Justice Music: Repentance

The Second Movement from Tyrone Birkett’s Ashes, Star(Dust), Ashe.
Please welcome Tyrone Birkett as a new, regular writer on the Justice Blog!

3 Movements

(Overture) Ashes, Star(Dust), Ase – fascination with the commonality of us all being made from Star(dust) as science has given us, “dust to dust” created by God. Universal community. Small bits or particles (people) come together. How we exist together, live or perish together (as fools)

As the first piece composed it contains the motif from which the whole piece is developed. In the intro this theme is exploded in smaller pieces to characterize the cosmic dispersion of “Star(Dust)”, the elements of what we all are made. These small melodic fragments are then joined together making up the theme. Lyrics and spoken word expounding on our commonality as creations of God enter in, followed by jazz improvisation, free personal expressions. Then a recapitulation of the theme for the ending.

 

Is It a Fast?/Repentance

Seeking repentance for how we have violated the commands of Christ to love our neighbor as ourselves. Echoing Isaiah in interrogating what constitutes a fast when people are oppressed and hungry.

Isaiah 58:5-7 says, “Is it a fast that I have chosen, a day for a man to afflict his soul? Is it to bow down his head like a bulrush, and to spread out sackcloth and ashes? Would you call this a fast, and an acceptable day to the Lord? “Is this not the fast that I have chosen: to loose the bonds of wickedness, to undo the heavy burdens, to let the oppressed go free, and that you break every yoke? Is it not to share your bread with the hungry, and that you bring to your house the poor who are cast out; when you see the naked, that you cover him, and not hide yourself from your own flesh?” Dark church modes are employed to invoke soberness with a stark saxophone solo. Melody is again a transformation of the main theme, stretched out to reinforce the character of a dirge. The lyrics translate Isaiah’s Fast into a contemporary statement roughly stated as The Penitential Act in the Order of Mass. Lyrics then acknowledge the need for repentance as our acts are in conflict with the commands of Christ, namely what is outlined in the Sermon on the Mount. A piano improvisation as a Selah moment and the song ends in repentance.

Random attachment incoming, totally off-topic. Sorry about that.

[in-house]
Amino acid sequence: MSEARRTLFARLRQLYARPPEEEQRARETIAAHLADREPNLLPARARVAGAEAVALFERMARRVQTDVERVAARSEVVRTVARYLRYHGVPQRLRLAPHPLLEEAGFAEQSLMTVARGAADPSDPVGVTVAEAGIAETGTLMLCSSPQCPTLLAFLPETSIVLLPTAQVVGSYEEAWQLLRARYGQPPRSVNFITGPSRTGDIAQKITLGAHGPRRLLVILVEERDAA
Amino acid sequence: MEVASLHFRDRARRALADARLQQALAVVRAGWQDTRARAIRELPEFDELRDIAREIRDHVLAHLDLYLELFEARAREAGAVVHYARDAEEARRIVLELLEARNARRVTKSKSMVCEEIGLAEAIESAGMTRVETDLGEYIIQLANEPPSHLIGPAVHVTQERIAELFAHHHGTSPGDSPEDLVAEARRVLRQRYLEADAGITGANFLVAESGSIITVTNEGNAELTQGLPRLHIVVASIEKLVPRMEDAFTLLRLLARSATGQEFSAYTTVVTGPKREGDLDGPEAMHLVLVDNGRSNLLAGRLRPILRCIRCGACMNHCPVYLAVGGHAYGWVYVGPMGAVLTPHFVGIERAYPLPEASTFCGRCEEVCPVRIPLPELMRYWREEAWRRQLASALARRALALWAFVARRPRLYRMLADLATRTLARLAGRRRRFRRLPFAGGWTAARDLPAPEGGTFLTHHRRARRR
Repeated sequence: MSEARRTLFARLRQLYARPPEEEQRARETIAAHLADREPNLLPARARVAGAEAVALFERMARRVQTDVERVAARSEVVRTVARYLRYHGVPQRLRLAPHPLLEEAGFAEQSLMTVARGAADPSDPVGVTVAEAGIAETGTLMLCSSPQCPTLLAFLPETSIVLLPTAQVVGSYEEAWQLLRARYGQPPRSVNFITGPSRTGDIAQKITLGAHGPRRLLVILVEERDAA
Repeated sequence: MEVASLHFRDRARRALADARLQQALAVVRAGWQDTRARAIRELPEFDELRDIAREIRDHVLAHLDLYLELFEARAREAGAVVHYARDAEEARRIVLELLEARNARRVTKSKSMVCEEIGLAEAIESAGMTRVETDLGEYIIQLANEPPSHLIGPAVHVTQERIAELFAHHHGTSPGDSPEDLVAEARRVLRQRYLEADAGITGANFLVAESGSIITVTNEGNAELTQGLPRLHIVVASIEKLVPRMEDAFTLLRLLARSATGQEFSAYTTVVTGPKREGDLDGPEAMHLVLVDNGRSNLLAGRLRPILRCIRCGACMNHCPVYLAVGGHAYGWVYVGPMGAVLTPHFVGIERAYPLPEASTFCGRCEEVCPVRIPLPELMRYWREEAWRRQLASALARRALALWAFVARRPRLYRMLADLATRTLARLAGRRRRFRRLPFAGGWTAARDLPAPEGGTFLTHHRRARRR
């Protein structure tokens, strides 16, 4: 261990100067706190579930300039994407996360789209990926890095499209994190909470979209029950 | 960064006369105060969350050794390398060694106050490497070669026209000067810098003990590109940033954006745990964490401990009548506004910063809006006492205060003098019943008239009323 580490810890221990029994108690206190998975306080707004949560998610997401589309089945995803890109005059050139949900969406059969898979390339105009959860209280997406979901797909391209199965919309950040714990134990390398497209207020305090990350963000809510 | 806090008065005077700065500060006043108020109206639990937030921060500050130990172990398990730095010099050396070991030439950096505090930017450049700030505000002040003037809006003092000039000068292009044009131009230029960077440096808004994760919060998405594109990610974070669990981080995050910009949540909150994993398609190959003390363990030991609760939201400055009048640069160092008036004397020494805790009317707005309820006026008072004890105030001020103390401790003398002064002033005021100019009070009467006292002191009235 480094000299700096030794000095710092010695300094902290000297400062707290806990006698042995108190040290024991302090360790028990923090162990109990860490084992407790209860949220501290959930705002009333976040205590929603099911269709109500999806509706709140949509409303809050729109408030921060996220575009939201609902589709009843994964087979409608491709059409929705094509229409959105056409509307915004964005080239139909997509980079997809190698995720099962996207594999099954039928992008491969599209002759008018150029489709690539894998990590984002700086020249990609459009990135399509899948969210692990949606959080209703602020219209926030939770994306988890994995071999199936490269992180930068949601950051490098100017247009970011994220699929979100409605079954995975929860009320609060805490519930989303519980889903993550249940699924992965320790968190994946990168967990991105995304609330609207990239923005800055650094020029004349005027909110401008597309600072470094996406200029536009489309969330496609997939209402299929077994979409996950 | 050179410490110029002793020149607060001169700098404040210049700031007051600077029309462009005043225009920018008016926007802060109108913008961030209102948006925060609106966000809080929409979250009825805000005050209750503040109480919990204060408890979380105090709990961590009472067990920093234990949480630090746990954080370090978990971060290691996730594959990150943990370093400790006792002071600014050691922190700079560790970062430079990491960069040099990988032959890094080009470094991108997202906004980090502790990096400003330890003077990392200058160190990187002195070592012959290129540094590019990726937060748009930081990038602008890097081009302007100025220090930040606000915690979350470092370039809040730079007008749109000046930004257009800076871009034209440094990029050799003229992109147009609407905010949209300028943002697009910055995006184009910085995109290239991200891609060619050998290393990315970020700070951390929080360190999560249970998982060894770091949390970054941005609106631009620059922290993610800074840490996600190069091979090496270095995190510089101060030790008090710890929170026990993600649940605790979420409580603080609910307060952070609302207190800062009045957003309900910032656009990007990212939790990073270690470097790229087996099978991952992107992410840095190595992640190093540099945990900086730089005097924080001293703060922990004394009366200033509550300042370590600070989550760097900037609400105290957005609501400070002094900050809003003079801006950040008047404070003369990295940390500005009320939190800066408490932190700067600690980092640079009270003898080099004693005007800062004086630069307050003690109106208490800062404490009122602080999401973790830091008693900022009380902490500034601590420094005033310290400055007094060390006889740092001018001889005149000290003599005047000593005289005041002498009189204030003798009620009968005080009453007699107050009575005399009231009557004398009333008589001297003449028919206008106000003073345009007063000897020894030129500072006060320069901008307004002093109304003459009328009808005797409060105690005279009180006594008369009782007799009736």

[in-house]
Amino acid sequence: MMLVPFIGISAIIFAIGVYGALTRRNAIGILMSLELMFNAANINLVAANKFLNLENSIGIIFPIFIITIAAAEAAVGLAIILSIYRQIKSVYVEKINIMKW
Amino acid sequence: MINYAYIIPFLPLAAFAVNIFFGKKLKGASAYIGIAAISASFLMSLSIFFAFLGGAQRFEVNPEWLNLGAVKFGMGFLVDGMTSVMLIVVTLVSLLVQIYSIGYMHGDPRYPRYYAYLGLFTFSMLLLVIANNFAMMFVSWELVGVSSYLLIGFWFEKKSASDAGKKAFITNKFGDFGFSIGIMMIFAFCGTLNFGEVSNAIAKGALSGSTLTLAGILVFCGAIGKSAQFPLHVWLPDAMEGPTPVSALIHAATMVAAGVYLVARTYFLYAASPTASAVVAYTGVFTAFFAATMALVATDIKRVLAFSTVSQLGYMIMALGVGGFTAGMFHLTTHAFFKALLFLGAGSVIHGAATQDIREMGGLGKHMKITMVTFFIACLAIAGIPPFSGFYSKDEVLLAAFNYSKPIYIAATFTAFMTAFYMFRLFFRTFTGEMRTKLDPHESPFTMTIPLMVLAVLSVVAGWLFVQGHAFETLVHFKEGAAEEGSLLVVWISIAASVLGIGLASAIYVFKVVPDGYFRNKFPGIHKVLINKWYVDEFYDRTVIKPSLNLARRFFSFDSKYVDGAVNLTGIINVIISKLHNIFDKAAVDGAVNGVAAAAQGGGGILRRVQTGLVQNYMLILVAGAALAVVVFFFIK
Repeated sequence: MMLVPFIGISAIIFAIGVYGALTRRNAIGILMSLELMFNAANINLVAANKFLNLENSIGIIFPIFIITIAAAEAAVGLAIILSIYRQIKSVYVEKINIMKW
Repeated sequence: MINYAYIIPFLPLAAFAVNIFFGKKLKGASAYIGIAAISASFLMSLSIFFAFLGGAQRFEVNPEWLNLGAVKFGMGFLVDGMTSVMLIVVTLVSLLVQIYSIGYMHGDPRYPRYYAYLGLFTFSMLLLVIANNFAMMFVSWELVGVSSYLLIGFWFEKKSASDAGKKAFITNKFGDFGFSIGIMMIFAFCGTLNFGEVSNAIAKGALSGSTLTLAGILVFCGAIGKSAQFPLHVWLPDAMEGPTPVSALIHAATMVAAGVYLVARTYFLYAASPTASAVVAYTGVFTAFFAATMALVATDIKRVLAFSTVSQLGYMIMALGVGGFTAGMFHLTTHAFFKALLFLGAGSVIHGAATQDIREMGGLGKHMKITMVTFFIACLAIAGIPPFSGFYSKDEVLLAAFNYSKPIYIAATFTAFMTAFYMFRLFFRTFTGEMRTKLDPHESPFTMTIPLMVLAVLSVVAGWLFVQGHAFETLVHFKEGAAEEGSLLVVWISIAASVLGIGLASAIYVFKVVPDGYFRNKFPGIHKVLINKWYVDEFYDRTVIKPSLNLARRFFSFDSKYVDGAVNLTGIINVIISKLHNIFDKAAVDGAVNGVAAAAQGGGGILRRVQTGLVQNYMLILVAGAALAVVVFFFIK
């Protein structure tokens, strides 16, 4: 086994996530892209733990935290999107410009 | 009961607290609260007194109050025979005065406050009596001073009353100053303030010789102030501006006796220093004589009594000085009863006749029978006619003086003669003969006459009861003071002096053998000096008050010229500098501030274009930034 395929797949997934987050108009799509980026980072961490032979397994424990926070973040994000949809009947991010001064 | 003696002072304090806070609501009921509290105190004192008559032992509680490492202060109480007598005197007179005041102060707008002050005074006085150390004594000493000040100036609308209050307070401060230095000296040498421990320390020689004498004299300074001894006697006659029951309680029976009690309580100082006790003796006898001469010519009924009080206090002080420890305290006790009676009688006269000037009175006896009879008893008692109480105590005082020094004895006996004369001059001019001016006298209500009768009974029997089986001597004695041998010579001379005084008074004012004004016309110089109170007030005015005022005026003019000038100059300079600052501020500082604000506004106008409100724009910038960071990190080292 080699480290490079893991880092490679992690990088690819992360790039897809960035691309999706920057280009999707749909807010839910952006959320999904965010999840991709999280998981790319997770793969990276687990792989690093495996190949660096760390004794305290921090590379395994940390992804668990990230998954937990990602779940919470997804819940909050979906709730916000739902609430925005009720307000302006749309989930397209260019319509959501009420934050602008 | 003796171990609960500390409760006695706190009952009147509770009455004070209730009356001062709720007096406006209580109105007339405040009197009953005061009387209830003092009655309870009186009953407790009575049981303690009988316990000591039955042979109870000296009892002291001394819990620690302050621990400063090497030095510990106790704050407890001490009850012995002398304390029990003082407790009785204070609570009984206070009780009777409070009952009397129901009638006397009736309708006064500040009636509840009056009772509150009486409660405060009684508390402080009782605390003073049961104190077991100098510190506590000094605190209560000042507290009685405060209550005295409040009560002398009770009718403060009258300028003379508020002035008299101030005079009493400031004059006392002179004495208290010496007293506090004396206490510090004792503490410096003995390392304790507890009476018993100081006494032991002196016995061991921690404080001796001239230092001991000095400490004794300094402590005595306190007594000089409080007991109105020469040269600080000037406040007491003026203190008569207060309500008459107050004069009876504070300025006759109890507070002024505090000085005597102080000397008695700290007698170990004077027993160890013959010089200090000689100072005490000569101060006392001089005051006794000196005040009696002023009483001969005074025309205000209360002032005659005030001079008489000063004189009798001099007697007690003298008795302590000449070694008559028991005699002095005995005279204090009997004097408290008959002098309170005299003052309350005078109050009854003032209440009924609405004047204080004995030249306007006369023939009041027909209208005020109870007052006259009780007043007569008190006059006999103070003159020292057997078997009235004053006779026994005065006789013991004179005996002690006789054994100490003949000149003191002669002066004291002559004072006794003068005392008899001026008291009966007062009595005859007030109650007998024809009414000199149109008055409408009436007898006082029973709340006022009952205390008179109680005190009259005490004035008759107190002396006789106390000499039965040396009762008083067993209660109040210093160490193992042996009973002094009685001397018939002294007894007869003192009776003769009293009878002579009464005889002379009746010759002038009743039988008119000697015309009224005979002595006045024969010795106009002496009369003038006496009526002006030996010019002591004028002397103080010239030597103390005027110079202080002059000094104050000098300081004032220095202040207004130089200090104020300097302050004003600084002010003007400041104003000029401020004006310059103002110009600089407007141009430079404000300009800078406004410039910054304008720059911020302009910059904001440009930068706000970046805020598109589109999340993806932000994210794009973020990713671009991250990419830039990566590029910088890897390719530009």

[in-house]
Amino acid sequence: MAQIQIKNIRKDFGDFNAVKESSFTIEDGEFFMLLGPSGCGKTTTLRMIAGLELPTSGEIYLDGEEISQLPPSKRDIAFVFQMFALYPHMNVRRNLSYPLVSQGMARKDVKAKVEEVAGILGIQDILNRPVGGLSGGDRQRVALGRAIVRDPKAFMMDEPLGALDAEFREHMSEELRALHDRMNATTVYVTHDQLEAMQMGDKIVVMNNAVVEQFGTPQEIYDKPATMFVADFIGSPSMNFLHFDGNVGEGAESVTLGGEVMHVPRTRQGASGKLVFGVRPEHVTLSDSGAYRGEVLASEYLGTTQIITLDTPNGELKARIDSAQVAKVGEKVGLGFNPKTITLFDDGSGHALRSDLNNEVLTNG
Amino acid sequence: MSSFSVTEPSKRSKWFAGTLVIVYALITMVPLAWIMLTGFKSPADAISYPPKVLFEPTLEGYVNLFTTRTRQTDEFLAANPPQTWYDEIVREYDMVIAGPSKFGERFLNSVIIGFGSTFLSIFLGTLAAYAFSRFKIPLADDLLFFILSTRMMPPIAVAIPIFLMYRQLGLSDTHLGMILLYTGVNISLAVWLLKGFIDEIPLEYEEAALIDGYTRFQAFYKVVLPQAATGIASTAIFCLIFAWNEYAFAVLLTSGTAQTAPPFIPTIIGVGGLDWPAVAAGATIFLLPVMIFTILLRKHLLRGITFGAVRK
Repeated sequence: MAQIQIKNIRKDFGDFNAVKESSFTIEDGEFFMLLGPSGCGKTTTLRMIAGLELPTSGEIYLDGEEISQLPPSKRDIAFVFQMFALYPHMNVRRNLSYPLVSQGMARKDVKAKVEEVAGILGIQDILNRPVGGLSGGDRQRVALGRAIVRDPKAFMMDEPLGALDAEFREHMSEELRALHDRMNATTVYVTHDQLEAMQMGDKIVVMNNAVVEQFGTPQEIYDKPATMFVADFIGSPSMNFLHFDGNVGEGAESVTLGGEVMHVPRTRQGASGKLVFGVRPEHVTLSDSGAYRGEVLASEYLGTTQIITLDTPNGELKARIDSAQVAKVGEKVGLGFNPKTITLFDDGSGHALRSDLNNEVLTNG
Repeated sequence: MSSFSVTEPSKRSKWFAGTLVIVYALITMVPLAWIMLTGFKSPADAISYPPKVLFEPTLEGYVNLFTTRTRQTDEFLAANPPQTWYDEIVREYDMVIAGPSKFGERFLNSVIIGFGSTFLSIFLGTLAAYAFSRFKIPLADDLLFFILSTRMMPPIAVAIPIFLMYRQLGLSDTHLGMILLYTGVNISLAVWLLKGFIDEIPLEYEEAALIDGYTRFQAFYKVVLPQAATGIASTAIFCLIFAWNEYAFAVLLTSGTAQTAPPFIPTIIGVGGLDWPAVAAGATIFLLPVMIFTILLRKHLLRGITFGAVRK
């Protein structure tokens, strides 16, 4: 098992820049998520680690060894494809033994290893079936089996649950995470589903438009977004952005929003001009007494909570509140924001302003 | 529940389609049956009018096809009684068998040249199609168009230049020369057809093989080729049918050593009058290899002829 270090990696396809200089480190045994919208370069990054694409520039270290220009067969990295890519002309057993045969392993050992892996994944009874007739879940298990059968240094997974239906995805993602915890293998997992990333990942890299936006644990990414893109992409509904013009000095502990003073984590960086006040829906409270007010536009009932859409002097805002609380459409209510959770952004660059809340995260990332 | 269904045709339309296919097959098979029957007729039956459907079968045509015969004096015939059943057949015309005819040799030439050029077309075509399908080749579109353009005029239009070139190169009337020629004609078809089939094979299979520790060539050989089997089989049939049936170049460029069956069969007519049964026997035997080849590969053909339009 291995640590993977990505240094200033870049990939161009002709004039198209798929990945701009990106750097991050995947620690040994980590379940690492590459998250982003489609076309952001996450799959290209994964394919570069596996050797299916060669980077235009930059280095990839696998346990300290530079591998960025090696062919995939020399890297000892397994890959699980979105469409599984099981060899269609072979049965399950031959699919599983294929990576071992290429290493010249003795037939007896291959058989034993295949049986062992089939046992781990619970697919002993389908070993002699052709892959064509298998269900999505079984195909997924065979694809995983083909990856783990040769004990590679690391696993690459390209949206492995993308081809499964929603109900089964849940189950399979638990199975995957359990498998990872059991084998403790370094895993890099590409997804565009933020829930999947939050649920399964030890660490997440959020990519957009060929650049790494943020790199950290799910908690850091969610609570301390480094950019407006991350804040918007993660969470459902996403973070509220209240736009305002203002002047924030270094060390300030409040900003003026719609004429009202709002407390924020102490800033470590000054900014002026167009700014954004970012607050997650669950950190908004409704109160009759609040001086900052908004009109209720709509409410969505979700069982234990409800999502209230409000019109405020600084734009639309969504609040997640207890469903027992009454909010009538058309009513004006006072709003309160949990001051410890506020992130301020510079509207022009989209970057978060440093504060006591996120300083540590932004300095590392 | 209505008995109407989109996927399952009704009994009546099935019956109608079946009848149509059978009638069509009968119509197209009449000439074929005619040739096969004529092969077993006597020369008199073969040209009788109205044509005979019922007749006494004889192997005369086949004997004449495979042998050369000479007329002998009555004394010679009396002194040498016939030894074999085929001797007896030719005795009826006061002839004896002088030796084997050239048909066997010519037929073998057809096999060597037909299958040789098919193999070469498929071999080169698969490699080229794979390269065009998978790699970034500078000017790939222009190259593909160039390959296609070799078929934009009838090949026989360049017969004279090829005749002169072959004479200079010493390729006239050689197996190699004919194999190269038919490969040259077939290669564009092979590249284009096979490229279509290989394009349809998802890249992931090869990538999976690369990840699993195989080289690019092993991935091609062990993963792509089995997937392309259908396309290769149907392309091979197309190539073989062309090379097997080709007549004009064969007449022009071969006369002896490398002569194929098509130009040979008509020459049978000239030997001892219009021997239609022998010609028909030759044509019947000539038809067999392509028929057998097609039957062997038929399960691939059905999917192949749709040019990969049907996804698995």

Pro-Life? – The sanctity of life from the womb to the grave. Here we care for not just the birth of a child but are directed   to seek a life of Shalom for all of us. Nothing missing, nothing broken. Celebrating the beauty of human life and the resurrected life of Christ we obtain redemption of our sins against God and humanity. This piece was composed in triple meter African feel as the “Ase’, the “so let it be” affirmation, and to bring out the celebratory feel, beginning with an improvised saxophone solo. The lyrics continue in those affirmations of God’s creation in contrast to apathy and hate in today’s society. Melody is a transformation of the main theme heard in the overture. Spoken word declares the power of the resurrected Christ and how this redeeming grace is the hope for mankind. The “Amen” section emerges as a gospel shout with a rousing sax solo bringing “church”. The chorus is stated again for the ending.


Tyrone Birkett is a saxophonist, composer, producer partnering art and social consciousness as an “artist for humanity”. Focused on creating music that affirms the good and the beautiful, in spite of what we see in our world. As the conceptualist, composer and musical director of the band Tyrone Birkett | Emancipation, he has created Postmodern Spirituals, a project that synthesizes jazz language, black church music, soul music & Negro spirituals. Tyrone has brought curative and empowering art to The Apollo Theater, WNYC/Greene Space, Blue Note Jazz Club, Lehman and York College Performing Art Centers. He has also been awarded grants & commissions from the Puffin Foundation, Drew University, Bronx Council of the Arts and Flushing Town Hall.